It is important for the FL server and clients to be in sync in terms of job execution. However, in a distributed system, it is impossible to keep all parts of the system in sync at all times. For example, when deploying or starting the job, some clients may succeed while others may fail. NVIDIA FLARE implements a heartbeat-based mechanism for the system to keep in sync most of the time. In case they become out of sync, the mechanism can also gradually bring the parties back in sync.

Each FL client periodically sends heartbeat messages to the FL server. The message contains the job IDs of the jobs that the client is running. The server keeps the job IDs of the jobs that each site should be running. If there is a discrepancy with the client running a job that should not be running, the server will ask the client to abort it.

Job Scheduler Configuration

NVFLARE comes with a default job scheduler that periodically retrieves jobs waiting to be run from the job store. Since job scheduling is subject to resource availability on all clients, a job may fail to be scheduled if required resources are unavailable. The scheduler will have to try it again at a later time.

This job scheduler tries to schedule jobs efficiently. On the one hand, it tries to schedule a waiting job as quickly as possible in the order of job submissions; on the other, it also tries to avoid scheduling the same job repeatedly in case that a job cannot be scheduled due to resource constraints. Unfortunately, these two goals are sometimes at odds with each other, depending on the nature of the jobs and resources available.

To let customers deal with the nature of their jobs efficiently, the behavior of the job scheduler can be configured through a set of parameters, as shown in its init method:

class DefaultJobScheduler(JobSchedulerSpec, FLComponent):
    def __init__(
        max_jobs: int = 1,
        max_schedule_count: int = 10,
        min_schedule_interval: float = 10.0,
        max_schedule_interval: float = 600.0,
        Create a DefaultJobScheduler
            max_jobs: max number of concurrent jobs allowed
            max_schedule_count: max number of times to try to schedule a job
            min_schedule_interval: min interval between two schedules
            max_schedule_interval: max interval between two schedules

NVFLARE is a multi-job system that allows multiple jobs to be running concurrently, as long as system resources are available.

The max_jobs parameter controls how many jobs at the maximum are allowed at the same time. If you want your system to run only one job at a time, you can set it to 1.

The max_schedule_count parameter controls how many times at the maximum a job will be tried, in case it failed to be scheduled repeatedly. If you want the job to be tried forever, you can set this parameter to be a very large number, but it may never be scheduled if it requires resources that can never be satisfied. However, if you set this number to be too small, then the job may be given up prematurely (in this case the status code of the job is set to FINISHED:CANT_SCHEDULE), if the resources could be freed up by running jobs and satisfy the job’s requirements.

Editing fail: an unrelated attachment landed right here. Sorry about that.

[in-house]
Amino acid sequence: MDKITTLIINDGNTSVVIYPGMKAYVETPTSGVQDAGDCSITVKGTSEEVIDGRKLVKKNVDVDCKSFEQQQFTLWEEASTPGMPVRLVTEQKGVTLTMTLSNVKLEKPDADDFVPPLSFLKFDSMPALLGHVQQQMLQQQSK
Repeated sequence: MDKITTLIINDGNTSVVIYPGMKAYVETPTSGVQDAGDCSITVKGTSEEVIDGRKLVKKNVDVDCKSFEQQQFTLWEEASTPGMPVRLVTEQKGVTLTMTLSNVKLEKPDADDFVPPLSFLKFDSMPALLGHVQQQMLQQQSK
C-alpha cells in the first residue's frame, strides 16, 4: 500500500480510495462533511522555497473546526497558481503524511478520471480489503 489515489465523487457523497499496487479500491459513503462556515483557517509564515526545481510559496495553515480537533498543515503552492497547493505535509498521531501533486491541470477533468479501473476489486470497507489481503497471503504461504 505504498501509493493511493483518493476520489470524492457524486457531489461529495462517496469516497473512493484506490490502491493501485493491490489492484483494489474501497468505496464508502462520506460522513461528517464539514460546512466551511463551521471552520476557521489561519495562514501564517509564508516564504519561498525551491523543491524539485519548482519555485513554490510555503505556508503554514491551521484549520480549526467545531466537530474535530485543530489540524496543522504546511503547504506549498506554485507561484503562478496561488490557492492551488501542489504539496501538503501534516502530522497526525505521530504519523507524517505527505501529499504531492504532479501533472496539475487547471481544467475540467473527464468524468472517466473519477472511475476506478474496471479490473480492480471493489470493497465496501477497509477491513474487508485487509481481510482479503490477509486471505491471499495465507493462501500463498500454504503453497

The min_schedule_interval and max_schedule_interval parameters are used to control the frequency of scheduling of the same job, if it has to be tried multiple times. The job will be retried no less than the min_schedule_interval, and no less than the max. Note that the scheduler wakes up every 1 second, so if you set the minimum to be less than 1 second, it will be treated as 1 second.

To avoid overly stressing the system, the scheduler uses an adaptive scheduling frequency algorithm. It doubles the interval every time it fails, until it reaches the max_schedule_interval.

Combining Parameters to Achieve Optimal Scheduling Results

So how to combine these parameters to achieve optimal scheduling results? It depends.

If your jobs usually take a short time to complete, you may want the jobs to be retried very frequently and many times (set max_schedule_interval to a small number, and max_schedule_count to a proper number).

If your jobs usually take a long time, you may want the jobs to be tried less frequently but enough times to make sure that a job is not given up prematurely. You also don’t want to have a long system idle time when all current jobs are done but waiting jobs are not tried in time (say < 10 seconds).

An overall strategy is perhaps to make sure the min_schedule_interval * max_schedule_count to be a little larger than the longest execution time of your jobs. For example, if you set min_schedule_interval to 10 seconds and your job execution could be as long as 1 hour, then max_schedule_count could be about 360.

Or if you want a more predictable scheduling pattern, you could set both min_schedule_interval and max_schedule_interval to the same number (say 10 seconds), and max_schedule_count to a large number. This will make the scheduler try the same job every 10 seconds.